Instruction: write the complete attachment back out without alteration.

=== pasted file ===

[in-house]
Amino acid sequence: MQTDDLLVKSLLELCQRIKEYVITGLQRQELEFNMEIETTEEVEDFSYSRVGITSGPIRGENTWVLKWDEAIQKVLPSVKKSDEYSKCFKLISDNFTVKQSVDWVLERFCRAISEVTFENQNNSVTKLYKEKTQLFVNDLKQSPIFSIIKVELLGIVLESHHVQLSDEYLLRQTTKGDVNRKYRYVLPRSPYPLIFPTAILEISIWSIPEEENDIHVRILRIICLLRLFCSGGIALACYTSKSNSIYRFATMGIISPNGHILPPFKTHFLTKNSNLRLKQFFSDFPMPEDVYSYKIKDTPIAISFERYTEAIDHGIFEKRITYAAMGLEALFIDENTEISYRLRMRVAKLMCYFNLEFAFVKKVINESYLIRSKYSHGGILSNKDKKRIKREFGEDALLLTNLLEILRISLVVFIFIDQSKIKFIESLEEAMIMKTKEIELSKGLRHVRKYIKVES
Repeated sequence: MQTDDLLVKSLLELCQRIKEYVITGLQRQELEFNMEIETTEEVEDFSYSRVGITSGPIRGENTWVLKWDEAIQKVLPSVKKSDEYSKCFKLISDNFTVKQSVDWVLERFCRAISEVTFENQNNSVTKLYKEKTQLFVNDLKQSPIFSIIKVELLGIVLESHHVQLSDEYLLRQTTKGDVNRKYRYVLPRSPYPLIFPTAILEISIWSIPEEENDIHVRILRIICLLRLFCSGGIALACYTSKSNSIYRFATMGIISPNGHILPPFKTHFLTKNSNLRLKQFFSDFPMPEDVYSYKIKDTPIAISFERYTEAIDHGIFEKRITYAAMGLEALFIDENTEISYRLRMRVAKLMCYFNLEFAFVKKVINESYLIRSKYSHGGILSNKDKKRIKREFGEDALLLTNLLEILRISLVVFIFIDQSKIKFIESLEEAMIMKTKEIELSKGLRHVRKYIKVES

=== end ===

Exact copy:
[in-house]
Amino acid sequence: MQTDDLLVKSLLELCQRIKEYVITGLQRQELEFNMEIETTEEVEDFSYSRVGITSGPIRGENTWVLKWDEAIQKVLPSVKKSDEYSKCFKLISDNFTVKQSVDWVLERFCRAISEVTFENQNNSVTKLYKEKTQLFVNDLKQSPIFSIIKVELLGIVLESHHVQLSDEYLLRQTTKGDVNRKYRYVLPRSPYPLIFPTAILEISIWSIPEEENDIHVRILRIICLLRLFCSGGIALACYTSKSNSIYRFATMGIISPNGHILPPFKTHFLTKNSNLRLKQFFSDFPMPEDVYSYKIKDTPIAISFERYTEAIDHGIFEKRITYAAMGLEALFIDENTEISYRLRMRVAKLMCYFNLEFAFVKKVINESYLIRSKYSHGGILSNKDKKRIKREFGEDALLLTNLLEILRISLVVFIFIDQSKIKFIESLEEAMIMKTKEIELSKGLRHVRKYIKVES
Repeated sequence: MQTDDLLVKSLLELCQRIKEYVITGLQRQELEFNMEIETTEEVEDFSYSRVGITSGPIRGENTWVLKWDEAIQKVLPSVKKSDEYSKCFKLISDNFTVKQSVDWVLERFCRAISEVTFENQNNSVTKLYKEKTQLFVNDLKQSPIFSIIKVELLGIVLESHHVQLSDEYLLRQTTKGDVNRKYRYVLPRSPYPLIFPTAILEISIWSIPEEENDIHVRILRIICLLRLFCSGGIALACYTSKSNSIYRFATMGIISPNGHILPPFKTHFLTKNSNLRLKQFFSDFPMPEDVYSYKIKDTPIAISFERYTEAIDHGIFEKRITYAAMGLEALFIDENTEISYRLRMRVAKLMCYFNLEFAFVKKVINESYLIRSKYSHGGILSNKDKKRIKREFGEDALLLTNLLEILRISLVVFIFIDQSKIKFIESLEEAMIMKTKEIELSKGLRHVRKYIKVES